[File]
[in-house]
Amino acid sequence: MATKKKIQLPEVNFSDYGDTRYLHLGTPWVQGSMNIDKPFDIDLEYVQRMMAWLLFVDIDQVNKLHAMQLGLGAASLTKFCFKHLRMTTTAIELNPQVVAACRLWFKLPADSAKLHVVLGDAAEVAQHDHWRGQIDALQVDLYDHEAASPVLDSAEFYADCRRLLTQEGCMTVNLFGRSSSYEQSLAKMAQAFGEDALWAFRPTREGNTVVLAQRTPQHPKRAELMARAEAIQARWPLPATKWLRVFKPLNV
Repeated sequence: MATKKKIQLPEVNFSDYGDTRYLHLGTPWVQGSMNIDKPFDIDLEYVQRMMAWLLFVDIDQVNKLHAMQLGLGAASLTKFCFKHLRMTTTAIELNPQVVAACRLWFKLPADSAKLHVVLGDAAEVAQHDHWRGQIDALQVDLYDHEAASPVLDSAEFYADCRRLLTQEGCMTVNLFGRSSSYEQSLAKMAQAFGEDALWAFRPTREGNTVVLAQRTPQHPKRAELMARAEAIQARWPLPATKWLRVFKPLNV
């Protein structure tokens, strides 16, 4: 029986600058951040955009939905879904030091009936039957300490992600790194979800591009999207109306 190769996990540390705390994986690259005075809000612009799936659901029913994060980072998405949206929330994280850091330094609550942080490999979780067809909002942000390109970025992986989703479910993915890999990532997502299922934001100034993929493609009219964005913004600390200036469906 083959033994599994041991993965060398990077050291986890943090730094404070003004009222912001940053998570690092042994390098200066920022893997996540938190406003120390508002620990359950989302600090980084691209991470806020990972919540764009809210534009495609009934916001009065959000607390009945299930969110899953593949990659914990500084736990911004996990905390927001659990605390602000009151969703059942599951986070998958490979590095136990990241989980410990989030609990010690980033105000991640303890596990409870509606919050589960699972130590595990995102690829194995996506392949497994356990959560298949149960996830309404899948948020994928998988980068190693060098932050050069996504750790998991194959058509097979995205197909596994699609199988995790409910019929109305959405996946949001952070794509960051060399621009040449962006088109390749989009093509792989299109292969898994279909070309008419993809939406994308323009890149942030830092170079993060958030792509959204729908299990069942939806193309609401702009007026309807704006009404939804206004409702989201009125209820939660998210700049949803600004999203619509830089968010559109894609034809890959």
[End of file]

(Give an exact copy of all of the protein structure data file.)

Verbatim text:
[in-house]
Amino acid sequence: MATKKKIQLPEVNFSDYGDTRYLHLGTPWVQGSMNIDKPFDIDLEYVQRMMAWLLFVDIDQVNKLHAMQLGLGAASLTKFCFKHLRMTTTAIELNPQVVAACRLWFKLPADSAKLHVVLGDAAEVAQHDHWRGQIDALQVDLYDHEAASPVLDSAEFYADCRRLLTQEGCMTVNLFGRSSSYEQSLAKMAQAFGEDALWAFRPTREGNTVVLAQRTPQHPKRAELMARAEAIQARWPLPATKWLRVFKPLNV
Repeated sequence: MATKKKIQLPEVNFSDYGDTRYLHLGTPWVQGSMNIDKPFDIDLEYVQRMMAWLLFVDIDQVNKLHAMQLGLGAASLTKFCFKHLRMTTTAIELNPQVVAACRLWFKLPADSAKLHVVLGDAAEVAQHDHWRGQIDALQVDLYDHEAASPVLDSAEFYADCRRLLTQEGCMTVNLFGRSSSYEQSLAKMAQAFGEDALWAFRPTREGNTVVLAQRTPQHPKRAELMARAEAIQARWPLPATKWLRVFKPLNV
């Protein structure tokens, strides 16, 4: 029986600058951040955009939905879904030091009936039957300490992600790194979800591009999207109306 190769996990540390705390994986690259005075809000612009799936659901029913994060980072998405949206929330994280850091330094609550942080490999979780067809909002942000390109970025992986989703479910993915890999990532997502299922934001100034993929493609009219964005913004600390200036469906 083959033994599994041991993965060398990077050291986890943090730094404070003004009222912001940053998570690092042994390098200066920022893997996540938190406003120390508002620990359950989302600090980084691209991470806020990972919540764009809210534009495609009934916001009065959000607390009945299930969110899953593949990659914990500084736990911004996990905390927001659990605390602000009151969703059942599951986070998958490979590095136990990241989980410990989030609990010690980033105000991640303890596990409870509606919050589960699972130590595990995102690829194995996506392949497994356990959560298949149960996830309404899948948020994928998988980068190693060098932050050069996504750790998991194959058509097979995205197909596994699609199988995790409910019929109305959405996946949001952070794509960051060399621009040449962006088109390749989009093509792989299109292969898994279909070309008419993809939406994308323009890149942030830092170079993060958030792509959204729908299990069942939806193309609401702009007026309807704006009404939804206004409702989201009125209820939660998210700049949803600004999203619509830089968010559109894609034809890959």